For Remembrance Day : Dump Anti-Canadian School Boards, Not Our Traditions

For Remembrance Day : Dump Anti-Canadian School Boards, Not Canadian Traditions

Events at two Canadian School Districts highlight the point that, once again, Canadian-born who are trying to pander to immigrants are throwing away Canadian traditions.

Just over a week ago, Saginaw Public School in Cambridge, Ontario decided to ban students from wearing  Halloween costumes. In addition, they re-named Halloween “Black and Orange Spirit Day”. The school made the move in an effort to  “engage and include all students”. When students petitioned and parents protested, the school and board relented, but insisted on retaining the new name for Halloween.  

Why? Would they take it upon themselves to arbitrarily change the name of the ethnic festivities and Holy Days of minorities? Would they presume to call The Year of the Dragon “The Year of the Mythical Reptile”? Would they call Vesak “Buddha’s Birth Day”? Would they give Ramadan, Rosh Hashanah and Diwali bland generic names devoid of historical content? One rather doubts that, because after all, “reasonable accommodation” in Canada is clearly a one-way street—with Canadians excluded from that street !!!  

This week, the Edmonton Public School Board is making attendance at Remembrance Day ceremonies optional. Some officials are saying that the event is connected with religion or that it glorifies war, and for those reasons, students should not be compelled to attend. But the main purpose of Remembrance Day is to enshrine in Canadian youthful memory (and to revive in the memories of our mature citizens) important events in Canada’s history and to ensure that these not be forgotten. Opting out of important traditions is opting out of Canada. If people are allowed to “opt out” of our heritage, what then binds us?

Or as a parent at Saginaw Public School said : “Canada can’t become a blank slate that everyone can write on except us.”

The incidents demonstrate that some Canadians think that the best way to deal with an abnormally-high immigrant inflow is to jettison Canadian traditions in order to make the newcomers feel more comfortable, even at the expense of our comfort. Most Canadians would say that these school boards are completely out of touch with reality. Most Canadians, and arguably many immigrants, are completely fed up with this nonsense. Most Canadians think these school officials should get into their heads that immigrants have come here because Canada is superior to the countries that immigrants come from. If that were not so, why would immigrants come here? So why are these schools insisting that we erase our traditions and become something that is faceless?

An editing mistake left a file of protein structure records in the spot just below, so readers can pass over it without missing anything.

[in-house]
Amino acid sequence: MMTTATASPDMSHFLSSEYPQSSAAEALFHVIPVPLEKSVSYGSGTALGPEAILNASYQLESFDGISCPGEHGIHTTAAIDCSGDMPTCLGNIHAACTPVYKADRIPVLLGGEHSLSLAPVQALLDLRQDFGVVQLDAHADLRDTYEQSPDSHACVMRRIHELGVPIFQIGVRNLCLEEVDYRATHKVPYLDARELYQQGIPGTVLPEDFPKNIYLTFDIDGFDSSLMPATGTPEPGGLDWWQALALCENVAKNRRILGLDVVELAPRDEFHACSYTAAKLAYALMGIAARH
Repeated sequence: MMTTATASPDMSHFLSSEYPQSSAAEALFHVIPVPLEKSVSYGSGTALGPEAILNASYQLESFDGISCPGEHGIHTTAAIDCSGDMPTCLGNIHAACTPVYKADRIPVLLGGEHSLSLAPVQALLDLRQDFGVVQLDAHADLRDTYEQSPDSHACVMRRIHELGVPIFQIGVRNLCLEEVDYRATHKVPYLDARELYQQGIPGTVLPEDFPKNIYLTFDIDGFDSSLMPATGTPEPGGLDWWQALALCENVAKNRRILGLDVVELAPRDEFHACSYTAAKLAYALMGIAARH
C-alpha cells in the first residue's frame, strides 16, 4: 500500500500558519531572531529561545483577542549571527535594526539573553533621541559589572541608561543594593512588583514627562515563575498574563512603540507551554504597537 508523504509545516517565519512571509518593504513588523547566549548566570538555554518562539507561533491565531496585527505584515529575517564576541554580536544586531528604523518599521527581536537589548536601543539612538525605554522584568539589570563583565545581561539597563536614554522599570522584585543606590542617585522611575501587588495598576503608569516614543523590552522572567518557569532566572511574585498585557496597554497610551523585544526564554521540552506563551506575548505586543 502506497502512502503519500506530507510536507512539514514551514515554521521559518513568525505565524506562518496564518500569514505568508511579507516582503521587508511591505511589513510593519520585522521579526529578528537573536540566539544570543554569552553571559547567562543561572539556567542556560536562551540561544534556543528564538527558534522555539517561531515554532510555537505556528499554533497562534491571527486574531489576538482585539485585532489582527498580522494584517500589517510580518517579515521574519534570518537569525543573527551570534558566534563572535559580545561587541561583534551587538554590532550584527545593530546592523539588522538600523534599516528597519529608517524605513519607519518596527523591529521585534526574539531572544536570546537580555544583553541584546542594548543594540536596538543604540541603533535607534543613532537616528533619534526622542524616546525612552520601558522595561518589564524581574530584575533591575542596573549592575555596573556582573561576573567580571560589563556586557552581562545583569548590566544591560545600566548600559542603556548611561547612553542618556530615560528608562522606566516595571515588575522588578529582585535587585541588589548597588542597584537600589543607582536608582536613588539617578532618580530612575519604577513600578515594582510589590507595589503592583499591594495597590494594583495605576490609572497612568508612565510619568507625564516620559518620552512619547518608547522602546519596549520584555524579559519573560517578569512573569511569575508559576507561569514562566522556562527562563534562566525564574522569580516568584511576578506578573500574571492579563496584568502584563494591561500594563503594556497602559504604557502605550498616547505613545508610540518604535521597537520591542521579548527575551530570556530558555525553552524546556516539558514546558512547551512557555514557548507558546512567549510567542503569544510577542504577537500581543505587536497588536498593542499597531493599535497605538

The point is that Canada has a large number of traditions which have either been inherited from our European-based population or have evolved, in the case of Remembrance Day, from our involvement in European-based historical events such as, in the case of Remembrance Day,  World War 1 and 2.  Canadians new or old should be proud of our traditions—-­and skeptical of those who claim to speak on behalf of those who have newly arrived.

These traditions may be shared by countries with similar populations, but they remain important items in Canada’s identity too and should not be thrown away, particularly by people entrusted with teaching Canadian history. If these school officials insist that these traditions be thrown away, perhaps it is time that Canadians throw those school officials away.

In fact here’s a suggestion : Maybe we can arrange to re-float the “Sun Sea”— the ship that arrived with a load of smuggled Sri Lankan asylum-seekers,—load it up with these school board officials  together with the fake refugees, and send it off to Sri Lanka or any other destination whose citizens these school officials want to protect so much from Canadian traditions. Now that we think about this a bit more, how about arranging an entire convoy of ships and loading them with these politically-correct officials. God knows, we can fill a convoy.

Once there, these school officials could enjoy all the wonders of those countries whose customs they think should not be contaminated by anything Canadian. One caution however. If they have the ambition to resume their vocation, they shouldn’t count on an Employment Equity program to enable them to get job preference over Sri Lankans or the citizens of any other country——–as Sri Lankans and all other visible minorities are allowed to get over Canadians in Canada.

To ensure that this remains a one-way trip for these officials, perhaps we can arrange for a welcoming party to meet them upon arrival and treat them to a live demonstration of one charming local Sri Lankan custom, like say, suicide bombing.  That would be Lesson One in “Diversity Awareness” !!!


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